March 19, 1951
Appeals, Nos. 30 and 3 , Jan. T., 1951, from judgment of Court of Common Pleas of Schuylkill County, July T., 1945, No. 288, in case of Charles P. McDonald v. Frank Ferrebee et al. Judgment affirmed.
James J. Gallagher, with him Gallagher and Gallagher, for appellants.
Cletus C. Kilker, with him Raymond L. Grennan, and Guy A. Bowe, Jr., for appellee.
Before Drew, C.j., Stern, Stearne, Jones, Bell, Ladner and Chidsey, JJ.
[ 366 Pa. Page 544]
OPINION BY MR. JUSTICE BELL
Plaintiff recovered a verdict against defendants in the amount of $13,000., for serious and permanent injuries to his legs and back. Defendants appealed, contending (1) that there was no evidence of negligence; (2) that the plaintiff was guilty of contributory negligence as a matter of law; and (3) that the court erred
[ 366 Pa. Page 545]
in its charge to the jury. We shall examine the testimony, as we must on a motion for judgment n.o.v., "in the light most advantageous to the plaintiff. He must be given the benefit of every fact and every reasonable inference of fact arising therefrom and any conflict in the evidence must be resolved in his favor: Rich v. Petersen Truck Lines, Inc., 357 Pa. 318, 319, 53 A.2d 725; Welch v. Sultez, 338 Pa. 583, 590, 13 A.2d 399; Ashworth v. Hannum, 347 Pa. 393, 395, 32 A.2d 407": Levenson v. Lustman, 365 Pa. 244, 246, 74 A.2d 134.
Plaintiff was employed as a truck driver by an independent contractor to haul coal from a stripping pit on the property of the Buck Run Colliery Co. On March 29, 1944, at 7:30 o'clock a.m., he drove his loaded truck from the bottom of the pit to a road which extended on an ascending grade for a distance of approximately 300 feet. The road was 20 feet wide. Plaintiff drove a distance of only 4 feet along the road when his truck broke down. A co-employee placed a rock under the left rear wheel and the plaintiff placed another rock under the right rear wheel. Plaintiff then went to the shop for a mechanic. Panak, a co-employee, drove his loaded truck up the same grade, but while attempting to pass on the left of plaintiff's truck, got mired in the mud. Both trucks were accordingly disabled, side by side, and of course blocked the pit road.
In about an hour plaintiff returned with a mechanic. Plaintiff lay on his back underneath his disabled truck in an attempt to repair it. While in this position plaintiff could not see either forward or backward. Plaintiff knew that a bulldozer was available, nearby, to aid, among its other duties, a disabled vehicle if and when requested to do so by the driver thereof. Shortly thereafter the bulldozer came along
[ 366 Pa. Page 546]
this road and Panak waved the operator to come forward to push, not plaintiff's, but his, truck. When Panak waved to Ferrebee the bulldozer was about 8 feet from the back of Panak's truck but to the right of Panak's truck. Panak then got inside his truck expecting to be pushed. Panak's engine and the engine of plaintiff's truck were still running. Plaintiff was on his back and he did not see or hear the bulldozer (nor did the mechanic working with plaintiff); and the operator of the bulldozer did not see plaintiff or know of his presence underneath the truck. Ferrebee, evidently mistaking Panak's aforesaid signal and without looking to see where the driver of plaintiff's truck was or whether anyone was under plaintiff's truck or in a position of danger, brought the bulldozer into contact with the rear of plaintiff's truck, and pushed it about one foot; the rear wheels of plaintiff's truck when pushed by Ferrebee, ran over and broke plaintiff's legs.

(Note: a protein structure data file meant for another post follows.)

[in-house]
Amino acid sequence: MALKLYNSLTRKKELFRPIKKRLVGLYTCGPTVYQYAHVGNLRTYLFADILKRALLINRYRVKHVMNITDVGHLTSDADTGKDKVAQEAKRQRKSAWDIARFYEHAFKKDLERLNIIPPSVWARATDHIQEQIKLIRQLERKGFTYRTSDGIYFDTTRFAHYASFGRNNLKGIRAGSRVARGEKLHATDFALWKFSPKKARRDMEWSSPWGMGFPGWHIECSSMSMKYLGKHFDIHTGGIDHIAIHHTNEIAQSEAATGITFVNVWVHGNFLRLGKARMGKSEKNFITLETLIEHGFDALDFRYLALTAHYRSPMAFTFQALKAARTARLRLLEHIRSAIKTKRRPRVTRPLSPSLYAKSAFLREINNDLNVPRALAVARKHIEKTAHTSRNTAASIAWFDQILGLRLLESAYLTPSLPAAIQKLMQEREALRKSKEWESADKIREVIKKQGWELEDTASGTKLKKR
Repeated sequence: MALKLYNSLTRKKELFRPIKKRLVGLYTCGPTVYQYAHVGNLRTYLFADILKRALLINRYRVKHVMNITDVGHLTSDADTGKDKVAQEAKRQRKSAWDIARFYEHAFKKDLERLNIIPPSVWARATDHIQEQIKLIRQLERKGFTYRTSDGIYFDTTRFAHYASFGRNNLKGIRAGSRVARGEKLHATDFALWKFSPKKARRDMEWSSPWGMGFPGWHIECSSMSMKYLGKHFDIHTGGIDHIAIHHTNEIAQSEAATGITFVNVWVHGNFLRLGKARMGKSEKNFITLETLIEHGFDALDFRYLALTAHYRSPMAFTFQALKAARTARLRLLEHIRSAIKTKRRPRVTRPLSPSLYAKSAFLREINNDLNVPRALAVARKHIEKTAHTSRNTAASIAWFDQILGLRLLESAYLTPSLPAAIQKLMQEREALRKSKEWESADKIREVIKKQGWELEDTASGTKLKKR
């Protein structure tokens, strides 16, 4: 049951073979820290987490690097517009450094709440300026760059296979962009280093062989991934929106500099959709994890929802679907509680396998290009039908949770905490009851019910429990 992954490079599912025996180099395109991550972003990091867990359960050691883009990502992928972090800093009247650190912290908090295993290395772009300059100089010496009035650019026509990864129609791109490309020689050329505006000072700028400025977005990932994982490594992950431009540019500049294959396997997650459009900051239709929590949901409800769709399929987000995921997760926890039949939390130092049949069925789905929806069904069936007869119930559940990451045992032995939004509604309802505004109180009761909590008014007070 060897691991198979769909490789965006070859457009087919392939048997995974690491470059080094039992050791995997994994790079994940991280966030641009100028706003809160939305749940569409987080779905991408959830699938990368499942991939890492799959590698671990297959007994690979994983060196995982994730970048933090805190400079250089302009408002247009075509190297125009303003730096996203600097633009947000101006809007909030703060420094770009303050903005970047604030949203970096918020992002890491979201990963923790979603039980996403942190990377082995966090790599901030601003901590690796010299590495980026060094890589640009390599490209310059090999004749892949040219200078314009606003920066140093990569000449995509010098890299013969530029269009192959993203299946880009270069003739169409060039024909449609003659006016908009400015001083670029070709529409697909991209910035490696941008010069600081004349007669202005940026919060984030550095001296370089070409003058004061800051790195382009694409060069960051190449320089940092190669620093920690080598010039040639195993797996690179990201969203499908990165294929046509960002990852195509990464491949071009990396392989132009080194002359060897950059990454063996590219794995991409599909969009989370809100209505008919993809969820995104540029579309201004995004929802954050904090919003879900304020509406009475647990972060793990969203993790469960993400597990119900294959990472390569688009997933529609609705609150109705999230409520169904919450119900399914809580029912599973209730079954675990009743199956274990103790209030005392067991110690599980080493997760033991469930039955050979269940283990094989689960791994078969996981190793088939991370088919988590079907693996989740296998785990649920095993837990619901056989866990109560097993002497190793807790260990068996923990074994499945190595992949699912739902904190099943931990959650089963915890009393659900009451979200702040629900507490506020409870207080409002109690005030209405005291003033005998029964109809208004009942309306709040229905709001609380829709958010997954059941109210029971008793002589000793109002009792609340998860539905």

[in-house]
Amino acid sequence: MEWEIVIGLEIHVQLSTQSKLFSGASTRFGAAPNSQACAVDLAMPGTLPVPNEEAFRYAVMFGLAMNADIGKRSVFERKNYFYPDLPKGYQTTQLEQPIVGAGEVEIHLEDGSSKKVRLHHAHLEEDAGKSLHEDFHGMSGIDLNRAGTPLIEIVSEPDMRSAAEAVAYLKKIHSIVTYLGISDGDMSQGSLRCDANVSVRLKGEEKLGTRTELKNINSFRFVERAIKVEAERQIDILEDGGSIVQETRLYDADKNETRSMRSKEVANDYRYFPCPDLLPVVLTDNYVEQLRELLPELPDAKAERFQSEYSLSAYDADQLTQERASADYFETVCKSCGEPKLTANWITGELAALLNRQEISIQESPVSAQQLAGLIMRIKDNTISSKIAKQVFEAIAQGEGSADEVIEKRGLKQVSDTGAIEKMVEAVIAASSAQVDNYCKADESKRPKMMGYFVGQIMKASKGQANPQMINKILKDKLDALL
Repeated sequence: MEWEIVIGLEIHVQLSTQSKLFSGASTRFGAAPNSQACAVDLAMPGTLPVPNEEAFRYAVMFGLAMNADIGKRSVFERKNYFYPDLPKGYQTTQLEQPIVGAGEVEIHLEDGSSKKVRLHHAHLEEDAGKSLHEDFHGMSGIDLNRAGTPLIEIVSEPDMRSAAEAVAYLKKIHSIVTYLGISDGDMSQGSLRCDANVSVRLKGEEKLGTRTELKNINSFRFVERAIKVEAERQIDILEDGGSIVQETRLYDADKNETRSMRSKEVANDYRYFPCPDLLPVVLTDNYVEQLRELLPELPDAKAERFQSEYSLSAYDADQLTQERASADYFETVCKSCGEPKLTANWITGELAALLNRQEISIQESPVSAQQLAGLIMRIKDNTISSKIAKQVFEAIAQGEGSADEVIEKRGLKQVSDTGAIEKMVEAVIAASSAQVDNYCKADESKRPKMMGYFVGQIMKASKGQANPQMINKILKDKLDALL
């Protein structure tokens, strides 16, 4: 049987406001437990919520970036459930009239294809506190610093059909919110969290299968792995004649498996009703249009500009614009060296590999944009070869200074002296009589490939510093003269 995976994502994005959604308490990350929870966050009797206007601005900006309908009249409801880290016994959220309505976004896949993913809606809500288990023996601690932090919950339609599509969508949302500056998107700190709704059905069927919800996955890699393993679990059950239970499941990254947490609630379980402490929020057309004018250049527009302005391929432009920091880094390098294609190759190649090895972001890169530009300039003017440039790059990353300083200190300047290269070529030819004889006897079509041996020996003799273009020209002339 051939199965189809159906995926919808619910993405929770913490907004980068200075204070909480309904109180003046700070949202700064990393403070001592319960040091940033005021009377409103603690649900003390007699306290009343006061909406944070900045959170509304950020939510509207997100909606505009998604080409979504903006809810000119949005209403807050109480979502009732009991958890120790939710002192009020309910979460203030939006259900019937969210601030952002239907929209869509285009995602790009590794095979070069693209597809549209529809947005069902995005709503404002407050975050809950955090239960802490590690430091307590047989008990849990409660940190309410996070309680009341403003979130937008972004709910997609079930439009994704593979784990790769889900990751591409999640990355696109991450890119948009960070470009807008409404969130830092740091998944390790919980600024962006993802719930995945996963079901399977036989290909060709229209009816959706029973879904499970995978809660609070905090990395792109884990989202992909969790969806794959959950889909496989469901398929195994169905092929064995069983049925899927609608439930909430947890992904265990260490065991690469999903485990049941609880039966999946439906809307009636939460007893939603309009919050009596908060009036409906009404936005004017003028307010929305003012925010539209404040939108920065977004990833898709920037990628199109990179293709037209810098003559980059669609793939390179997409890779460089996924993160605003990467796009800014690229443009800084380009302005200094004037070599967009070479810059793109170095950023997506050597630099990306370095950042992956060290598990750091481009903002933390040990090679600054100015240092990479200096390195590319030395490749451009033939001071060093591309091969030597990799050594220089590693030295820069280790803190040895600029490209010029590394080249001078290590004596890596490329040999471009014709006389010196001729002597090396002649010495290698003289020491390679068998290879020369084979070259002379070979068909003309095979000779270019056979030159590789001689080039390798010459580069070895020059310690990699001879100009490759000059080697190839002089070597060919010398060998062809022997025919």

Under these facts and circumstances we are convinced that the question of the defendants' negligence and plaintiff's contributory negligence were clearly for the jury: Bailey v. Alexander Realty Co., 342 Pa. 362, 368, 20 A.2d 754; Levenson v. Lustman, 365 Pa 244, 246, 74 A.2d 134; Rea v. Pittsburgh Railways Co., 344 Pa. 421, 25 A.2d 730.
Appellant complains of one sentence in the charge of the court: "The plaintiff's negligent exposure of himself to danger... is a legally contributing cause of the harm if, but only if, it is a substantial factor in bringing about the harm." There is not the slightest doubt that a plaintiff is guilty of contributory negligence and cannot recover if his negligence contributed in any degree, however slight, to the injury: Grimes v. Yellow Cab co., 344 Pa. 298, 304, 25 A.2d 294; McFadden v. Pennzoil Co., 341 Pa. 433, 436, 19 A.2d 370;
[ 366 Pa. Page 547]
same effect: Steele v. France, 363 Pa. 165, 167, 69 A.2d 368; Susser v. Wiley, 350 Pa. 427, 431, 39 A 2d 616; Commonwealth v. Moyer, 357 Pa. 181, 200, 53 A.2d 736.
In the present case the court, just before the sentence to which defendants object, charged the jury "If you come to the conclusion that the plaintiff's negligence contributed in any degree to the happening of the accident, your verdict must be for both defendants." We have read the entire charge of the court, and read and considered as a whole it contains no reversible error. We have considered all of defendants' other contentions but deem it unnecessary to discuss them.
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